The Worlds of a Maasai Warrior: An AutobiographyThe Worlds of a Maasai Warrior: An Autobiography

by Tepilit Ole Saitoti

My rating: 5 of 5 stars

I read Tepilit Ole Saitoti’s The Worlds of a Maasai Warrior because I was so impressed with several books I read on the life of pygmies. The Maasai is another proud race that is disappearing, trampled by the march of so-called civilization. How other people live in the arms of nature while I’m snug and hidden in my man-made home with my store-bought food amazes me. Continue reading ‘Book Review: The Worlds of a Maasai Warrior’


Book Review: The Forest People

The Forest People (Touchstone Book)The Forest People

by Colin M. Turnbull

My rating: 5 of 5 stars

I just finished a wonderful book, Colin Turnbull’s The Forest People. Turnbull lived ‘a while’ (pygmies don’t measure time with a watch or a calendar) with African pygmies to understand their life, culture, and beliefs. As he relays events of his visit, he doesn’t lecture, or present the material as an ethnography. It’s more like a biography of a tribe. As such, I get to wander through their lives, see what they do, how they do it, what’s important to them, without any judgment or conclusions other than my own. Continue reading ‘Book Review: The Forest People’


Where Do Scientists Intersect With Geeks and Nerds?

Only a scientist/geek/nerd could come up with a diagram on dorkiness.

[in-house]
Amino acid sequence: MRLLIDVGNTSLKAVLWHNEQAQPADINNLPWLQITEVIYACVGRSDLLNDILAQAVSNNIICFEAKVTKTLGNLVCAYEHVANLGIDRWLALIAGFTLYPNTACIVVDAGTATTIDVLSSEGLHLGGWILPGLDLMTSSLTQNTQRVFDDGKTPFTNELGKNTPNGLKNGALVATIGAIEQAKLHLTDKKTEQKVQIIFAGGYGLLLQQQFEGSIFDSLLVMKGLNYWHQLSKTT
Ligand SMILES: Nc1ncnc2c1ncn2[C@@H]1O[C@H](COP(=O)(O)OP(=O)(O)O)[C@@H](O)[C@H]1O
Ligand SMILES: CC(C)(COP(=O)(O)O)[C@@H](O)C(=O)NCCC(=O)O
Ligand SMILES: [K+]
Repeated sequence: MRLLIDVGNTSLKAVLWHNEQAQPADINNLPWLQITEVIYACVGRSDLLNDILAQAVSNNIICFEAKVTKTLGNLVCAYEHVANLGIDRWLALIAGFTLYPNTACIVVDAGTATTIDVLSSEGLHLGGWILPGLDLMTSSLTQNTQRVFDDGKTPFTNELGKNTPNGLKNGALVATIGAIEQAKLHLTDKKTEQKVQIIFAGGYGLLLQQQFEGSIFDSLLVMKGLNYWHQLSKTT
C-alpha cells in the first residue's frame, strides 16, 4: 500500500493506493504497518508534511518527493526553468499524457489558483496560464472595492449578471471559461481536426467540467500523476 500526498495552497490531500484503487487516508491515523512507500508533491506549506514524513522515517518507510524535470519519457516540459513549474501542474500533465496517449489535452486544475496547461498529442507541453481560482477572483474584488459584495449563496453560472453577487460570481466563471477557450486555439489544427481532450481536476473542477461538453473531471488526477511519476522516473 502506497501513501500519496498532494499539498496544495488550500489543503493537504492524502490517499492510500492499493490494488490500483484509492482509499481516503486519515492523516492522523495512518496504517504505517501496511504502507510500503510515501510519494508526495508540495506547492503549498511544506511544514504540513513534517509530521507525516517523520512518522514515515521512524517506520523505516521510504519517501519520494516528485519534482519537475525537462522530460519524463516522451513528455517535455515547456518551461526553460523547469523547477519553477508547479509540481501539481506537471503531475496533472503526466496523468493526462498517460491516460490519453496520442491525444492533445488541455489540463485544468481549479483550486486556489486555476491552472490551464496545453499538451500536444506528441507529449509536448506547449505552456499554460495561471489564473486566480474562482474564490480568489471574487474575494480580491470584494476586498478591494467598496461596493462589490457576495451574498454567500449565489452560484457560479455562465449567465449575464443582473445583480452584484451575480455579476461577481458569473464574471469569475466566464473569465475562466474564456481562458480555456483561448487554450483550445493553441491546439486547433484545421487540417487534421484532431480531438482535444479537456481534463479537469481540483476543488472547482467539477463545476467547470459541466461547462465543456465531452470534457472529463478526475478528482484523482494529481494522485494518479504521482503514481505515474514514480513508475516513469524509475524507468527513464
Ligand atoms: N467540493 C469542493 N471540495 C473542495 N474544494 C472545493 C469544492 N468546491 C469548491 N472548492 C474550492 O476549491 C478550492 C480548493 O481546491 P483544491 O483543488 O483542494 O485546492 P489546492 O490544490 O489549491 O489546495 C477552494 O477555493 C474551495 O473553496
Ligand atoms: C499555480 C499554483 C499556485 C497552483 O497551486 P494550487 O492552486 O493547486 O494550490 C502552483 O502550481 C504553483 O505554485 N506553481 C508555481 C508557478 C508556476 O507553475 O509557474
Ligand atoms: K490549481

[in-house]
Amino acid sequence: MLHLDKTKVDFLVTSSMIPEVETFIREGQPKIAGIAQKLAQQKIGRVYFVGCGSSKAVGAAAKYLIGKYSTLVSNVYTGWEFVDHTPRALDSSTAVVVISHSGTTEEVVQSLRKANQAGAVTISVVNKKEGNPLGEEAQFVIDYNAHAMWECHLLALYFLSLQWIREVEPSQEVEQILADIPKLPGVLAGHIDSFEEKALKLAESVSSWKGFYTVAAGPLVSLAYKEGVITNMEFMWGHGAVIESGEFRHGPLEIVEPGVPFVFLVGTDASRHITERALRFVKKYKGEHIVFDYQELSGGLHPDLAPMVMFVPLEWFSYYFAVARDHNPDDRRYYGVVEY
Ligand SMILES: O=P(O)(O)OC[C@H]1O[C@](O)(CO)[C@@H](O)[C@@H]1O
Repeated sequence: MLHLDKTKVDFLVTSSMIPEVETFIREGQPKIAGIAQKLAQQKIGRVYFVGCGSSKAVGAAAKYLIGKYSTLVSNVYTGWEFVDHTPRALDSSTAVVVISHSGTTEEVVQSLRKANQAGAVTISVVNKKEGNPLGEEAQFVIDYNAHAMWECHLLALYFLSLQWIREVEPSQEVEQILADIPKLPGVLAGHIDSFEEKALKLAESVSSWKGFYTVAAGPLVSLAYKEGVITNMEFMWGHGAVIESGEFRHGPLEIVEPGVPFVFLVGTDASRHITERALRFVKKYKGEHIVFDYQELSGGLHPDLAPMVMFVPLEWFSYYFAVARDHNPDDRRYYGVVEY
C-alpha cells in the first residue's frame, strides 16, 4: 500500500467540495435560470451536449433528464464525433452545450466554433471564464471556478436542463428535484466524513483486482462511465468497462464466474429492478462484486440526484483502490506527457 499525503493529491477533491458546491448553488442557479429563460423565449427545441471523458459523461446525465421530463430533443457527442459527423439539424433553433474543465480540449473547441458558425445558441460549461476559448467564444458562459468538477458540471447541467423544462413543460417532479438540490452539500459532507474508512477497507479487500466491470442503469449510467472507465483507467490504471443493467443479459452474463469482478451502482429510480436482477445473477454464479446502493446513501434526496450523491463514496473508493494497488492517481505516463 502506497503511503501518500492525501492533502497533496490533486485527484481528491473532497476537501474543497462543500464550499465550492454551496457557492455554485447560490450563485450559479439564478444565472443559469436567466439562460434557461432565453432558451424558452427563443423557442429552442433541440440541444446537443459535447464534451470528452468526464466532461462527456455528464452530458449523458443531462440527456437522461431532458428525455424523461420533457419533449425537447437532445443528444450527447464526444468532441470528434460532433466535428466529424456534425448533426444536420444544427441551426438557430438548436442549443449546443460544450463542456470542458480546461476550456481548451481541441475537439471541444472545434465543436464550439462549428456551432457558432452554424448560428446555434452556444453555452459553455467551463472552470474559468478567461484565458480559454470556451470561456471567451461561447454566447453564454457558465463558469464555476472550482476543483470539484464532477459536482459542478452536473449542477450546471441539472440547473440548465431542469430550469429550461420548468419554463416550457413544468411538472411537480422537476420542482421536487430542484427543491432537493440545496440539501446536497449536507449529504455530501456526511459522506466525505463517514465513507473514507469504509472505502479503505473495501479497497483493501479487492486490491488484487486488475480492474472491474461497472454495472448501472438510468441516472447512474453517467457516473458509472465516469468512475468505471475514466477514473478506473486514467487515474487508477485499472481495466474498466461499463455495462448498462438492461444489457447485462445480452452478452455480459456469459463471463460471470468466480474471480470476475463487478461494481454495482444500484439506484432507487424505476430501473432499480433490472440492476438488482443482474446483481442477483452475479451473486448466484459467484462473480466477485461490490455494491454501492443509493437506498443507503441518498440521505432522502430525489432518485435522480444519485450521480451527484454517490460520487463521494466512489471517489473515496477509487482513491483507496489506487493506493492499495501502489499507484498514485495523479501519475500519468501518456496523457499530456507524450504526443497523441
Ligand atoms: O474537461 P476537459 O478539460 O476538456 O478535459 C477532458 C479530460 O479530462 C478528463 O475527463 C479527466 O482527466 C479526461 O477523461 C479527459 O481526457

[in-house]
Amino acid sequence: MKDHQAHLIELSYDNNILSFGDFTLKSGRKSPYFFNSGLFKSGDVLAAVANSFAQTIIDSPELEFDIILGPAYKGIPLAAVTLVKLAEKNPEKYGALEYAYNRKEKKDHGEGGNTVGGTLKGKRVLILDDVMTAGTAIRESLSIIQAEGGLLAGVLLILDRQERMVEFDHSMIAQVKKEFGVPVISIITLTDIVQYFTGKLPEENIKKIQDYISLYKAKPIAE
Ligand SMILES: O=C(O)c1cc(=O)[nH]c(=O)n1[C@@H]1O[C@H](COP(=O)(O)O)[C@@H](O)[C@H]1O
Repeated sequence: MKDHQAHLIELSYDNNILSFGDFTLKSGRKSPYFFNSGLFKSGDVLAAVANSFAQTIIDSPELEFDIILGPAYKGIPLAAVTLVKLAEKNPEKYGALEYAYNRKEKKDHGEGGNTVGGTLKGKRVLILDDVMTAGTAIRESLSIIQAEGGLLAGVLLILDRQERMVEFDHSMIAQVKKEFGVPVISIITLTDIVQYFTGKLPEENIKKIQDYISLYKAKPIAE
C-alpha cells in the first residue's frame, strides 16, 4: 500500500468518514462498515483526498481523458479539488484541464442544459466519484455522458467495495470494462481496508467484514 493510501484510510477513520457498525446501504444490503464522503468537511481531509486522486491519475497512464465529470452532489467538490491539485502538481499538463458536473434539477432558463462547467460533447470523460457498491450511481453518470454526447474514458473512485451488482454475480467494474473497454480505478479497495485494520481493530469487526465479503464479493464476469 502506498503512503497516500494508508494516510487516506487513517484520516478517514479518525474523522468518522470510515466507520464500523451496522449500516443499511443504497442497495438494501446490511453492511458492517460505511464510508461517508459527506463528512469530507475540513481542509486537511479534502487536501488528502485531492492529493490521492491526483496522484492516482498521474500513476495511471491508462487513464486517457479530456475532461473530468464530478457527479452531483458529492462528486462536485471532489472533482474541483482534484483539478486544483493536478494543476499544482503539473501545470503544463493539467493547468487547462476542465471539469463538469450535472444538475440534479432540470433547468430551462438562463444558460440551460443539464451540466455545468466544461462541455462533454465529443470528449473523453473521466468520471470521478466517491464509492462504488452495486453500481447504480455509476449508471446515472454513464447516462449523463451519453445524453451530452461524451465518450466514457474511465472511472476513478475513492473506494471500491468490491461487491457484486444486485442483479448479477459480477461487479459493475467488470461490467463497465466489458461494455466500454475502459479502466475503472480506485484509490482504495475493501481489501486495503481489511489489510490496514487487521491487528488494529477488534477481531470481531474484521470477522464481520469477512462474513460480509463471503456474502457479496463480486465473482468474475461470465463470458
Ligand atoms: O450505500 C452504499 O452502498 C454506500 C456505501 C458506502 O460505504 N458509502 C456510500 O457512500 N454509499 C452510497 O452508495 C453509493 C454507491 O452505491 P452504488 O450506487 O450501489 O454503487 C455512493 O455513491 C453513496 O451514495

Overall, an acquired taste.


What’s in this blog

Discover the sizzle in science. It's not that stuff that's always for the smart kids. It's the need to know. The passion for understanding. The absolute belief that for every problem, there is a solution. The creative mind seeking truth in a world of mystery. The quest for the Holy Grail.

That's science.

Read Sizzling Science on Kindle


Enter your email address to subscribe to this blog and receive notifications of new posts by email.

Join 234 other followers

Share This

Bookmark and Share



Books I’m Reading

Great Science Books

Assembling California
Born On A Blue Day: Inside the Extraordinary Mind of an Autistic Savant
The Forest People
Geology Underfoot in Southern California
The Land's Wild Music: Encounters with Barry Lopez, Peter Matthiessen, Terry Tempest William, and James Galvin
My Life with the Chimpanzees
Naked Earth: The New Geophysics
Our Inner Ape: A Leading Primatologist Explains Why We Are Who We Are
The Runaway Brain: The Evolution of Human Uniqueness
Sand Rivers
The Singing Neanderthals: The Origins of Music, Language, Mind, and Body
The Tree Where Man Was Born
The Wildlife of Southern Africa: A Field Guide to the Animal and Plants of the Region
The Worlds of a Maasai Warrior: An Autobiography

Jacqui's favorite books »
Share book reviews and ratings with Jacqui, and even join a book club on Goodreads.

RSS Fact and Fiction about Early Man

  • The Old Way: A Story of the First People October 4, 2017
    author: Elizabeth Marshall Thomas name: Jacqui average rating: 4.20 book published: 2006 rating: 5 read at: 2017/10/04 date added: 2017/10/04 shelves: history, early-man review: […]
    Elizabeth Marshall Thomas
  • Ki'ti's Story, 75,000 BC December 11, 2016
    author: Bonnye Matthews name: Jacqui average rating: 4.30 book published: 2012 rating: 5 read at: 2016/12/11 date added: 2016/12/11 shelves: early-man review: […]
    Bonnye Matthews
  • Meeting Prehistoric Man October 4, 2014